Islamist militants are beheading children as young as 11 in Mozambique's northern province of Cabo Delgado, aid agency Save the Children said in a new report.
Armed groups, known locally as al-Shabab ("young people" in Arabic), have been sowing terror for more than three years in the strategic province of Cabo Delgado, which borders Tanzania and is an area that is rich in natural gas.
More than 2,600 people have died in the conflict and more than 670,000 people have been forced to flee their homes, according to the United Nations.
Save the Children heard from mothers, including one whose name has been changed to protect her identity.
'They took my eldest son and beheaded him'
She said her 12-year-old was beheaded near to where she was hiding with her other three children.
“That night our village was attacked and houses were burned. When it all started, I was at home with my four children," the mother said.
"We tried to escape to the woods, but they took my eldest son and beheaded him. We couldn't do anything because we would be killed too.”
Another woman, whose name has also been withheld for protection, said her son had been killed by militants while she and her other three children had been forced to flee.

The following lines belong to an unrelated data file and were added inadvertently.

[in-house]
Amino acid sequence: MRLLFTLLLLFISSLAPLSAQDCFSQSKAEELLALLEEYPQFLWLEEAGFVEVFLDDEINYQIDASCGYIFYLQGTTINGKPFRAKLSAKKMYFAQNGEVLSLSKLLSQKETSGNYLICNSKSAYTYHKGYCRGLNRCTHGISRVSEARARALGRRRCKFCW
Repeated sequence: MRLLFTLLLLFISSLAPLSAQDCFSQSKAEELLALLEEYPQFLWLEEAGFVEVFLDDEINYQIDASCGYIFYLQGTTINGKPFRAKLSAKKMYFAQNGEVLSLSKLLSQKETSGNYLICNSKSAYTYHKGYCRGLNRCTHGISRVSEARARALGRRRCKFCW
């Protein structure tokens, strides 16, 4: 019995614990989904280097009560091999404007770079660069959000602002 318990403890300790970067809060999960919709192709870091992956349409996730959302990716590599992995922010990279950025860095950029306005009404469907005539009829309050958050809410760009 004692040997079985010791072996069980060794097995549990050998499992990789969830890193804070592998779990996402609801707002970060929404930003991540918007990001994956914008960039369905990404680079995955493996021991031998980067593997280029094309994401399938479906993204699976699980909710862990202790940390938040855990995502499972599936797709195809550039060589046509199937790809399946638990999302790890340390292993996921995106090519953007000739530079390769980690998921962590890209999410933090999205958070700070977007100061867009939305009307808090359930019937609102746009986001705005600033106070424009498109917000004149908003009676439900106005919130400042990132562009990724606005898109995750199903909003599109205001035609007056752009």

"After my 11-year-old son was killed, we understood that it was no longer safe to stay in my village," she said.
'Violence has to stop'
"We fled to my father's house in another village, but a few days later the attacks started there too."
Chance Briggs, Save the Children’s Country Director in Mozambique, said:
“Reports of attacks on children sicken us to our core.
"This violence has to stop, and displaced families need to be supported as they find their bearings and recover from the trauma.”
On Monday, the United States Embassy in Maputo said US Special Operations Forces will train Mozambican marines for two months to fight against the jihadist insurgency in the Cabo Delgado province.
The conflict reached a symbolic turning point at the end of December with attacks carried out for the first time just a few kilometers from a multibillion-euro gas project operated by the French oil and gas company Total.
Attacks have reduced considerably in the last few months, which is attributed to increased military response.
But the NGO Amnesty International on March 2 accused the Mozambican forces and mercenaries of "war crimes" for indiscriminately killing civilians during their struggle against the jihadist group in Cabo Delgado.
The army refuted the accusations.